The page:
|Jelly fish. The sawfish and puff fish were our favorites, but they wouldn't pose for a picture.|
|photo op before walking to the Field Museum|
|At the Field Museum with Sue, the world's most complete T-Rex skeleton.|
The next day started off so well with an unexpected free breakfast at the hotel, and a walk through Millennium Park (see previous post.)
|The kids at the giant silver bean that is supposed to be a cloud.|
Then things went downhill a little at the art institute. Have you ever seen a Jackson Pollock painting? Have you ever touched one? We hadn't been there five minutes when, to the horror of Jake, myself, and the two security guards, Anne PUT HER HAND on this one:
I wouldn't pay $10 for it, but I guess it's kind of priceless. Luckily no harm was done, and we went on our way.
The kids' favorite part of the Art Institute (where Damon stopped complaining about how bored he was for five minutes) was the Thorne Miniature room, where they had 68 dollhouse-size recreations of European and American living spaces:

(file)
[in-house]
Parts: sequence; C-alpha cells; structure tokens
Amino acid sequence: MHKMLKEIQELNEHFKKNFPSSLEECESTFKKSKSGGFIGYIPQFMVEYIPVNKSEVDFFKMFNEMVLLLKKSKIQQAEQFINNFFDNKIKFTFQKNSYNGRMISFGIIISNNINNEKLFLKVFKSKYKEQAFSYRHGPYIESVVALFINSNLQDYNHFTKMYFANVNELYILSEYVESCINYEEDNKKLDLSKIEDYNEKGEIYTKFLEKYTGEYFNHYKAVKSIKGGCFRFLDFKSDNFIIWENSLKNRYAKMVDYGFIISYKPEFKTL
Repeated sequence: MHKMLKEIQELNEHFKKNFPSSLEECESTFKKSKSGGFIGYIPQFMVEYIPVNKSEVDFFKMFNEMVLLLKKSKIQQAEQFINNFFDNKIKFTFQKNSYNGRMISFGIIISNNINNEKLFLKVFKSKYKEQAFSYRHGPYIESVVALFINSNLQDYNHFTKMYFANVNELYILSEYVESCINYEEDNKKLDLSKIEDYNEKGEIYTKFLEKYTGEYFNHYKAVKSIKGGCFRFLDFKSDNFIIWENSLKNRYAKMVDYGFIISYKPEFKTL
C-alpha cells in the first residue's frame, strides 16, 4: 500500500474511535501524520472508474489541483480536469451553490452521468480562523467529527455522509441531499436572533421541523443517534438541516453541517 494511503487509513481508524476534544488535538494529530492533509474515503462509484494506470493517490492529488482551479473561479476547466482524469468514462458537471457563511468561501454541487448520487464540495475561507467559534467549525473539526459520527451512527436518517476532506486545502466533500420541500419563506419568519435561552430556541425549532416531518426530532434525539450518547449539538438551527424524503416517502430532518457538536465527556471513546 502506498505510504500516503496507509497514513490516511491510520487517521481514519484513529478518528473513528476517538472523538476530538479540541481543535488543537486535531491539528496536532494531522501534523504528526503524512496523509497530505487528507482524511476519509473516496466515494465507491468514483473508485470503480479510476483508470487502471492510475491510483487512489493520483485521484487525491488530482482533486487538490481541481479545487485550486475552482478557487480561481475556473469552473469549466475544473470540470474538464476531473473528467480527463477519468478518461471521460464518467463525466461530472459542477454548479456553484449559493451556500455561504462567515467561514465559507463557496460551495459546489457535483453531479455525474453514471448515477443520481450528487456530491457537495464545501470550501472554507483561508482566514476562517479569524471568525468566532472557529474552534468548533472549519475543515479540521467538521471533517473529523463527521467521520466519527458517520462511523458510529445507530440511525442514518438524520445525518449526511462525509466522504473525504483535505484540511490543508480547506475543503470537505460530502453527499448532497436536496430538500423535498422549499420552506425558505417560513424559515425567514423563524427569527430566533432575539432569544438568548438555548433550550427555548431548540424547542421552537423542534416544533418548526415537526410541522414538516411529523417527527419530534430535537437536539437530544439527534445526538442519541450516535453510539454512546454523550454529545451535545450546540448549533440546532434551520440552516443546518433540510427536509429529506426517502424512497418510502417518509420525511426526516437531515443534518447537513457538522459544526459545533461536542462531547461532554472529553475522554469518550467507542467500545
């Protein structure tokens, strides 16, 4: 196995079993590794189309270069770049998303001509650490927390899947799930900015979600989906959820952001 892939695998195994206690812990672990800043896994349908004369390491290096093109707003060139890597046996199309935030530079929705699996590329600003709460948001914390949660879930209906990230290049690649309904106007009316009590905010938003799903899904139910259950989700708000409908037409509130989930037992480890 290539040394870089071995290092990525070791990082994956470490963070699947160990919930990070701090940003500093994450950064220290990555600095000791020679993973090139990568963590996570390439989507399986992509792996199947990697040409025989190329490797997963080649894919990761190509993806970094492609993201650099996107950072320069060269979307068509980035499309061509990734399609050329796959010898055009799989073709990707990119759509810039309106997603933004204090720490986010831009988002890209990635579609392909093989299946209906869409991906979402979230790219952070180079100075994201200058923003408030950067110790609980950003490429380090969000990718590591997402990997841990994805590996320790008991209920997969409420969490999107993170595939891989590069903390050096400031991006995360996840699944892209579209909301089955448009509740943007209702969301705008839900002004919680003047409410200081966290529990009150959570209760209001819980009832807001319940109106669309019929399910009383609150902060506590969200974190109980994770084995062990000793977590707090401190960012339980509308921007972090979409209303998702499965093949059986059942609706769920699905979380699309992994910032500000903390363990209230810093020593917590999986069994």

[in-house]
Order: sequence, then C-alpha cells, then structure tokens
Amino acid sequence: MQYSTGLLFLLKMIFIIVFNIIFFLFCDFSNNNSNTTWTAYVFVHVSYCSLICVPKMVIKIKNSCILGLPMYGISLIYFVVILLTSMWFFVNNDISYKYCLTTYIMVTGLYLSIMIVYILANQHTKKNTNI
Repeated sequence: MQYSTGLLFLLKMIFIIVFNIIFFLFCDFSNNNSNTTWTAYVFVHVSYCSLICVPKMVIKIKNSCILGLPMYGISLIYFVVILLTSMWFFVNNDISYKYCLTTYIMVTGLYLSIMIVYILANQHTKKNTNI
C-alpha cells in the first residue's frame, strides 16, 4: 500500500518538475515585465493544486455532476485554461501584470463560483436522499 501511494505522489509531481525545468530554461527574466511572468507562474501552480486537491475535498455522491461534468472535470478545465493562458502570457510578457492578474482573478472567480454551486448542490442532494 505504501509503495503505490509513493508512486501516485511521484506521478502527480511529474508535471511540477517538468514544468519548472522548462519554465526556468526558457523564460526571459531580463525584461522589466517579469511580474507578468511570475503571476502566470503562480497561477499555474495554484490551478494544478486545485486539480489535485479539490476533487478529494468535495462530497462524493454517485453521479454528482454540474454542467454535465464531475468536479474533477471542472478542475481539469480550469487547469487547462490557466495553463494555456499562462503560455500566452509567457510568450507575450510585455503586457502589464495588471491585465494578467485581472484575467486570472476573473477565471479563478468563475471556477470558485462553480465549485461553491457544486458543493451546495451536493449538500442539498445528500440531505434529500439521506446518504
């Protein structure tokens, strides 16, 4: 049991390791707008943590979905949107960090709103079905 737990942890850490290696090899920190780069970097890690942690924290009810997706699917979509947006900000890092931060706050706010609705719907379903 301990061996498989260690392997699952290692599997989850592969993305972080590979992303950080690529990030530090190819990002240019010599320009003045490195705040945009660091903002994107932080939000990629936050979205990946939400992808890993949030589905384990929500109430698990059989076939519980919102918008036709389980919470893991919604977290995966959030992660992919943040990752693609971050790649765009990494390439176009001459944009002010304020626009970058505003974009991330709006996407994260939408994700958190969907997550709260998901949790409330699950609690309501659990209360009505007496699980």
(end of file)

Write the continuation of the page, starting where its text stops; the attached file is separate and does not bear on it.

It might have been my favorite part, too.
Jake and I took turns going through the special Picasso exhibit, since the kids had had enough by this point. (Warning: if you haven't figured it out all ready, you're about to discover how unsophisticated I am.)
Can someone tell me why, if you were capable of doing this:
you would start doing things like this:
and people would think you were greater than ever? That monstrosity is supposed to be a woman from the shoulders up. It looks like the work of a demented child. I know--I'm so banal and such a boor. The Jackson Pollocks and Pablo Picassos of the world and how much people love them will always mystify me.
Then we took a subway to the top of the Magnificent Mile
|The Water Tower, practically the only building to survive the Great Fire of 1871.|
and walked back to the parking garage where our van was, and we headed back home. Overall, Jake and I loved Chicago and would love to go back.
The kids want to stay in a hotel again. And feed pigeons.